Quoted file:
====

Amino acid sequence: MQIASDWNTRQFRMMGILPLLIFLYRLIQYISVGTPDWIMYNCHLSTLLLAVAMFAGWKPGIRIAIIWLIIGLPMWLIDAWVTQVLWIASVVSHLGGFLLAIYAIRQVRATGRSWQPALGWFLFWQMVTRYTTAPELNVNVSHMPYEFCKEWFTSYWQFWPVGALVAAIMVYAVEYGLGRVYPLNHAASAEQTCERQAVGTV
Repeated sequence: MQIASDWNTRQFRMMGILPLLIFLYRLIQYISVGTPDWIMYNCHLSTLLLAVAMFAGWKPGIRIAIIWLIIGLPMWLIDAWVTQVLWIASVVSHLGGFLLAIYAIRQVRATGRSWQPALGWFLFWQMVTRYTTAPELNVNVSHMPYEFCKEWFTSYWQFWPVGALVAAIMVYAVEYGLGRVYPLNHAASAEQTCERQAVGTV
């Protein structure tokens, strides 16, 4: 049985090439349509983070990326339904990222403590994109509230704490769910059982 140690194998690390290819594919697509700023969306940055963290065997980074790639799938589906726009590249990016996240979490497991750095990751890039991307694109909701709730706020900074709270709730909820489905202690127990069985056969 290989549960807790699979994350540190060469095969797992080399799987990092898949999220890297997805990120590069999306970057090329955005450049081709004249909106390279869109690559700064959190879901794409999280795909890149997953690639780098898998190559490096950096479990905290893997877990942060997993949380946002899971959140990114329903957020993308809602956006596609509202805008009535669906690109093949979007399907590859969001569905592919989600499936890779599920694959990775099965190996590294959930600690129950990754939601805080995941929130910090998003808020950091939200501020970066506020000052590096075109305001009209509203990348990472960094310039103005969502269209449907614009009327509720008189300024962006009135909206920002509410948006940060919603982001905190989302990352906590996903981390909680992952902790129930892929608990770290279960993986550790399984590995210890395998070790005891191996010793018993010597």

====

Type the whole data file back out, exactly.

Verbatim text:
Amino acid sequence: MQIASDWNTRQFRMMGILPLLIFLYRLIQYISVGTPDWIMYNCHLSTLLLAVAMFAGWKPGIRIAIIWLIIGLPMWLIDAWVTQVLWIASVVSHLGGFLLAIYAIRQVRATGRSWQPALGWFLFWQMVTRYTTAPELNVNVSHMPYEFCKEWFTSYWQFWPVGALVAAIMVYAVEYGLGRVYPLNHAASAEQTCERQAVGTV
Repeated sequence: MQIASDWNTRQFRMMGILPLLIFLYRLIQYISVGTPDWIMYNCHLSTLLLAVAMFAGWKPGIRIAIIWLIIGLPMWLIDAWVTQVLWIASVVSHLGGFLLAIYAIRQVRATGRSWQPALGWFLFWQMVTRYTTAPELNVNVSHMPYEFCKEWFTSYWQFWPVGALVAAIMVYAVEYGLGRVYPLNHAASAEQTCERQAVGTV
């Protein structure tokens, strides 16, 4: 049985090439349509983070990326339904990222403590994109509230704490769910059982 140690194998690390290819594919697509700023969306940055963290065997980074790639799938589906726009590249990016996240979490497991750095990751890039991307694109909701709730706020900074709270709730909820489905202690127990069985056969 290989549960807790699979994350540190060469095969797992080399799987990092898949999220890297997805990120590069999306970057090329955005450049081709004249909106390279869109690559700064959190879901794409999280795909890149997953690639780098898998190559490096950096479990905290893997877990942060997993949380946002899971959140990114329903957020993308809602956006596609509202805008009535669906690109093949979007399907590859969001569905592919989600499936890779599920694959990775099965190996590294959930600690129950990754939601805080995941929130910090998003808020950091939200501020970066506020000052590096075109305001009209509203990348990472960094310039103005969502269209449907614009009327509720008189300024962006009135909206920002509410948006940060919603982001905190989302990352906590996903981390909680992952902790129930892929608990770290279960993986550790399984590995210890395998070790005891191996010793018993010597």